So, the idea that the Jews of the world for the past 4,000 years have always considered themselves “a nation” is historically incorrect both because modern conceptions of nationality and nationhood simply have no ancient historical corollary and, even more strikingly, that during the modern era there was a very sizable contingent of Jewish Europeans who considered themselves nationals of the countries in which they lived but of the Jewish religious faith. Indeed, there continue to be large numbers of Jewish Americans and other Jews who live outside of Israel who perceive themselves in that manner. There were also powerful religious objections, some of which continue to the present day. So the ideas that Jewish nationalism is ancient, unbroken, inevitable, uncontested or unanimous are all demonstrably false. Of course, with the rise of fascism and particularly Nazism in the 1930s, the overwhelming majority of world Jewry was won over to the Zionist cause in one sense or another and it became a hegemonic narrative. And now, in some eyes, it is such a hegemonic narrative that it is seen as metaphysical and transhistorical and rooted in 4,000 years of tradition rather than the series of historical contingencies I have just sketched out in their roughest form that all could have turned out extremely differently in many different ways.
It's of at least passing interest in a discussion of modern political inventions that the leaders of the World Zionist Organization and the Jewish Agency for Palestine did not decide on the name "Israel" for their new Jewish state until very shortly before the Declaration of Independence of Israel on May 14, 1948. "Medinat Yisrael" was chosen over other possibilities including "Eretz Israel," "Zion," and "Judea." So, we now might just as easily be confronted with an argument that if there is one nation in the world that has not been invented it is Judea, or some such. It's also worth pointing out that by citing Anderson, the Post failed to note that he placed heavy emphasis in his analysis of "invented" modern nationalisms on the power of what he called "national print-languages," and that one of the most concerted efforts to create one was the Zionist project of resurrecting the all-but-dead and almost entirely liturgical Hebrew language, as initiated by Eliezer Ben Yehuda, based mainly on the need for a common language for the diverse Jews of the world to be "ingathered" and recreated as, it turns out, Israelis (though it might have been Judeans or Zionites or some other name, apparently). It's a perfect example of the process Anderson describes and more conscious and deliberate than most, to be frank. The Post editors have heard of his book, but not, it seems read it. Or if they did, they lack any ability to apply its lessons to their own history, which it fits so perfectly.
Obviously the same historical process applies to Palestinian nationalism, which has its earliest origins in the 1920s and was a reaction to British colonialism, the Zionist movement, and the collapse of the only really potentially viable pan-Arab nationalist project with the fall of Prince Faisal in Syria in 1920. When Faisal fell to the French, the Palestinians quickly realized they were on their own and began to develop their own nationalism based on this concatenation of circumstances that in at least one strand begins with the emancipation of the Jews of Europe in the late 18th century. There's nothing transhistorical or metaphysical about Palestinian nationalism, any more than there is about Zionism, or any other nationalism. This is so blindingly obvious even small children should have no difficulty grasping that whatever aspects of history, traditions, myths or legends a contemporary political movement wishes to privilege, foreground, highlight or deploy in order to legitimate it's agenda, what it is responding to is not anything ancient, transhistorical, metaphysical or inevitable, but rather the contemporary, immediate needs of constituencies that are themselves modern, and indeed "imagined," and the products of recent developments, not ancient history.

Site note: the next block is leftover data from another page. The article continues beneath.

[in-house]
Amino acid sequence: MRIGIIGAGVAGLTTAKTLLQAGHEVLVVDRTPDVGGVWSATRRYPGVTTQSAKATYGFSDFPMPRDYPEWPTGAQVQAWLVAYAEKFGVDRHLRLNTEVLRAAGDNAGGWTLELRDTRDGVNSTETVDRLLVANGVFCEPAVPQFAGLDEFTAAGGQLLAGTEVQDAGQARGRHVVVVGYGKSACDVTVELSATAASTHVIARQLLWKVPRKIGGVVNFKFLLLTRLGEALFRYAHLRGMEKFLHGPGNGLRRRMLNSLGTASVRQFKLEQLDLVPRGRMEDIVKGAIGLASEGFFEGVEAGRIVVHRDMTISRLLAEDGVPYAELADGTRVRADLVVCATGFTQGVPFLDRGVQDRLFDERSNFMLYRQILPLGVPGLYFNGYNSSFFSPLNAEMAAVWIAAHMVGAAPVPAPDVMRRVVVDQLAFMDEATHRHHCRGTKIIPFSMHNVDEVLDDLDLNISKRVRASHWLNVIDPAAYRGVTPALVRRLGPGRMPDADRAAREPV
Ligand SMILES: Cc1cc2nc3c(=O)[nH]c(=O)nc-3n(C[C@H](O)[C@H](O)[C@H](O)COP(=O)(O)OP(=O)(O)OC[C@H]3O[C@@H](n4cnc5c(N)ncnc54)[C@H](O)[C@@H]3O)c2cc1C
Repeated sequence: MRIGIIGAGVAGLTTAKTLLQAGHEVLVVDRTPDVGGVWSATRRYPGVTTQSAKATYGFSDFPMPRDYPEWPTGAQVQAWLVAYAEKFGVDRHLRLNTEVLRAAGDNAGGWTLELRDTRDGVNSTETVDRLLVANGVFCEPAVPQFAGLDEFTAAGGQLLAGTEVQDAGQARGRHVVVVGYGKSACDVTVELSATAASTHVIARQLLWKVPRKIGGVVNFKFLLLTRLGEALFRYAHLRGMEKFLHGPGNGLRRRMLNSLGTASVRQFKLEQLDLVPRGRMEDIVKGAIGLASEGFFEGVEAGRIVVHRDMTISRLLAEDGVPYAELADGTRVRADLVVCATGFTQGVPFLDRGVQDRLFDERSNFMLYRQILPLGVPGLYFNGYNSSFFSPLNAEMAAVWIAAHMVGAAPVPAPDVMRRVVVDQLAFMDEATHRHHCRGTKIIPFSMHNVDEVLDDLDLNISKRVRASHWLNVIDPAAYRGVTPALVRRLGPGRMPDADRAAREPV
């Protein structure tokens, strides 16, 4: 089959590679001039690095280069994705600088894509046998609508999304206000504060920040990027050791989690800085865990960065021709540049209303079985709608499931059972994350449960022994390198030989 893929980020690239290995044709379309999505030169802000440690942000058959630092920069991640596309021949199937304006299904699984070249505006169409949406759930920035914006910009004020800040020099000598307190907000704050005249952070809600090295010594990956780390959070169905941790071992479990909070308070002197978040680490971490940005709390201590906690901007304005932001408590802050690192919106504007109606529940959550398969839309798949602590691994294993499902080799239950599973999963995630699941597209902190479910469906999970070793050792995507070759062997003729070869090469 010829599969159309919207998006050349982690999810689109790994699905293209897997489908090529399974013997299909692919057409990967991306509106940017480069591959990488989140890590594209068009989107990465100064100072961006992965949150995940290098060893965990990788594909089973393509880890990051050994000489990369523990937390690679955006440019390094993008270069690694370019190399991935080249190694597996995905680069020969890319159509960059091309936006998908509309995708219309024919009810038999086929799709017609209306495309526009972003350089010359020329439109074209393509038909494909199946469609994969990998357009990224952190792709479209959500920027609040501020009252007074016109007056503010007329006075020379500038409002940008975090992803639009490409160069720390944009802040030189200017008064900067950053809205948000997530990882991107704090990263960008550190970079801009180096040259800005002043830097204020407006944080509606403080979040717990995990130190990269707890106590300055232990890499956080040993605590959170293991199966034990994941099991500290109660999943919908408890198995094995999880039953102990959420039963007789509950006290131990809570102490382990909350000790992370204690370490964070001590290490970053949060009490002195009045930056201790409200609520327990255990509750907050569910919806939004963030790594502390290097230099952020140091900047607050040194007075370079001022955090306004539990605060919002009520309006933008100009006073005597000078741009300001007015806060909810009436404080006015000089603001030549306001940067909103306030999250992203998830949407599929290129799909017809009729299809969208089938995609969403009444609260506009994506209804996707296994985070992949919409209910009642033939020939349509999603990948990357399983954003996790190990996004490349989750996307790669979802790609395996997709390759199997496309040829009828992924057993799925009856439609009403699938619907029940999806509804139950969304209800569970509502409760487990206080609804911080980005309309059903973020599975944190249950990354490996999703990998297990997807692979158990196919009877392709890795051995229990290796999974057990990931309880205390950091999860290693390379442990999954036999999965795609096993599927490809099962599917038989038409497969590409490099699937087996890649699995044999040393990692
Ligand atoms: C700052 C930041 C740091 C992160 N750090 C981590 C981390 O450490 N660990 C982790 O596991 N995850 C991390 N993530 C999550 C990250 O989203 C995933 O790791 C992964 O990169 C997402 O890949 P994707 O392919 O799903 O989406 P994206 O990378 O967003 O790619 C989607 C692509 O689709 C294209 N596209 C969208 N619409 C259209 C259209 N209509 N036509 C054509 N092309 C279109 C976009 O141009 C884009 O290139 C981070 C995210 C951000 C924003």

So the next time someone tries to justify their contemporary political agenda by telling you about the Palestinis of Herodotus, the biblical Hebrews, the Canaanites, the Philistines, King David, Rama, Mohammed, Jesus, Moses, Confucius, the Buddha, Charlemagne, Alfred the great, Tamerlane the great, Cyrus the great, Alexander the great, Akbar the great (or any of the other "greats" for that matter), Ashoka, Cuauhtemoc, the battle of Karbala, the battle of Thermopoli, the battle of Poitiers, the battle of Kosovo, the Crusades, Qin Shi Huang, or any other such tomfoolery, tell them to put it back in their pocket and try it on the next guy because you're just not that stupid. If you have the patience, you can try walking them through the actual historical contingencies that produced present day political identities, constituencies, nationalisms and agendas that draw on these ancient histories, myths, legends and traditions for legitimation. But in most cases you're probably wasting your breath because, like the editors of the Jerusalem Post, most people never really grow out of believing in adult versions of Santa Claus.